|Views (governmental=1)||.016 (.289)||–.090 (–1.960) (P<.05)|
|Intra-organizational||.038 (.514)||.320 (5.177) (P<.000)|
|Interorganizational||.280 (4.115) (P<.000)||.202 (3.548) (P<.000)|
|Work politics||–.019 (–.264)||–.043 (–.705)|
|Values||–.095 (–1.120)||.087 (1.236)|
|Commitment||–.063 (–.901)||.036 (.612)|
|F||2.598 (P<.000)||19.779 (P<.000)|
There were similar findings between interorganizational relations and satisfaction. With interorganizational relations classified as low
Since views of one’s primary job as being in the government sector was found to be related negatively to satisfaction, it can be concluded that respondents in governmental organizations were also less satisfied (as shown in zero-order correlations).
The findings of our research revealed that the interorganizational model is a better predictor for organizational responses to the
On September 11, 2001, the men and women involved in the emergency management community were called upon to show leadership and vision. And, indeed, many of these people once again rose to the occasion. We can find comfort in knowing that many of our relevant organizations have the skills and abilities to deal with the impacts of such events. Looking into the future, we should be aware that there is no completely safe place in the world. Our world is not built on standards of safety. We have to invent safe places and make places safe. From a more realistic point of view, therefore, effective risk communication must be conceived as a continuous process. In this sense, the results of our research can be understood to have contributed to finding ways in which governmental and nongovernmental organizations and their members can prepare for future catastrophes.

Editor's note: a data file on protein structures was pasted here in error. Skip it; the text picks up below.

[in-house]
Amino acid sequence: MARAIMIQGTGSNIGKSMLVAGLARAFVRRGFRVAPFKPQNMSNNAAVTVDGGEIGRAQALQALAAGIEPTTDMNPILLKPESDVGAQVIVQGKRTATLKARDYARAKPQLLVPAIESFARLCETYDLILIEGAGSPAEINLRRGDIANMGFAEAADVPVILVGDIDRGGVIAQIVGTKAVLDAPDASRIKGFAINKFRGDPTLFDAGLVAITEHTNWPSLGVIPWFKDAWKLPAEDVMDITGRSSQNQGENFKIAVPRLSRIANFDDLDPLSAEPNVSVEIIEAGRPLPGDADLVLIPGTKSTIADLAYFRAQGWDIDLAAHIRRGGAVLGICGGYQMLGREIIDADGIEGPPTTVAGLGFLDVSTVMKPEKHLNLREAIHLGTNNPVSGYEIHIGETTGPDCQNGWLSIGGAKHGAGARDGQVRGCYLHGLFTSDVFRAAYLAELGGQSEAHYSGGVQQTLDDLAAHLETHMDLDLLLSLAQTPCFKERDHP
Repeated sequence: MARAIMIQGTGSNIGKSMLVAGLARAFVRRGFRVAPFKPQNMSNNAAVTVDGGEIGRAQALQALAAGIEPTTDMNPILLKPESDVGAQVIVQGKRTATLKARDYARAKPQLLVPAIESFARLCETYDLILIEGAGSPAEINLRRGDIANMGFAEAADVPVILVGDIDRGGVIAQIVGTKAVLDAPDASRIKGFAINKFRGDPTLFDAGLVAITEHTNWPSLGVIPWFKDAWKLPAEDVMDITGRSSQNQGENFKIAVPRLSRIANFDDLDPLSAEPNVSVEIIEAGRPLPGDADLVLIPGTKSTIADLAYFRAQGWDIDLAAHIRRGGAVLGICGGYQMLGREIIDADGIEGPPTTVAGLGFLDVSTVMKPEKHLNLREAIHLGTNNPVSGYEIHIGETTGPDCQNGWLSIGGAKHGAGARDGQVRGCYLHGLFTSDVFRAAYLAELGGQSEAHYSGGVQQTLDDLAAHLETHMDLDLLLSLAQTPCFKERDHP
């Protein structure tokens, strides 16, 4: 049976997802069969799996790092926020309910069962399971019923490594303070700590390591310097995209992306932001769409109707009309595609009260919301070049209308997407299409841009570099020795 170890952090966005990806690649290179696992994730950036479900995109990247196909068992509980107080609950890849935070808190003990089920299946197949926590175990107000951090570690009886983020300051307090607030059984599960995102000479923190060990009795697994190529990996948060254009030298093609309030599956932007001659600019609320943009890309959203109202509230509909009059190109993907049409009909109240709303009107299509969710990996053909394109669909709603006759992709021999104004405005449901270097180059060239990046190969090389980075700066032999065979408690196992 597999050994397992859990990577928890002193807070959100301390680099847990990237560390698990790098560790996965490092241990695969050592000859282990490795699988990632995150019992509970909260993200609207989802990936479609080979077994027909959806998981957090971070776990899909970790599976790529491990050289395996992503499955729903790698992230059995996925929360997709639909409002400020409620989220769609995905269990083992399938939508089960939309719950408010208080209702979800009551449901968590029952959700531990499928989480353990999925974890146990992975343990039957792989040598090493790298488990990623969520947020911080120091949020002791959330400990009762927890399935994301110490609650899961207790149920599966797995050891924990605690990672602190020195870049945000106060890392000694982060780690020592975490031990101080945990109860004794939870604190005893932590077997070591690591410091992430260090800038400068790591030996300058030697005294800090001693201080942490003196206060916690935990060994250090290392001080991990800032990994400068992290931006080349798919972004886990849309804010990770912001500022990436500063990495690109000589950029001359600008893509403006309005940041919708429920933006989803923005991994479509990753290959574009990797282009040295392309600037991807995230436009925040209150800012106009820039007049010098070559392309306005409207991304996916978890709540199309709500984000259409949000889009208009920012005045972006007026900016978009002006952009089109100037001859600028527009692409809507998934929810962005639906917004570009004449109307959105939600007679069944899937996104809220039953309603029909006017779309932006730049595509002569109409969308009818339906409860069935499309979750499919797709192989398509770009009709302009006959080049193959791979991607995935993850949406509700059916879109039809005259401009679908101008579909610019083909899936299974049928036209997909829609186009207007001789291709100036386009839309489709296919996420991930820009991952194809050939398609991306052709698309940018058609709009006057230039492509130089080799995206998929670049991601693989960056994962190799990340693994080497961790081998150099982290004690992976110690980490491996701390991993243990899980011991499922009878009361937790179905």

The authors are grateful to Thomas Dickinson of the Institute of Behavioral Sciences at the University of Colorado for preparation of the web-based survey. We also thank Diana Smith for providing relevant addresses and the respondents for their kind participation.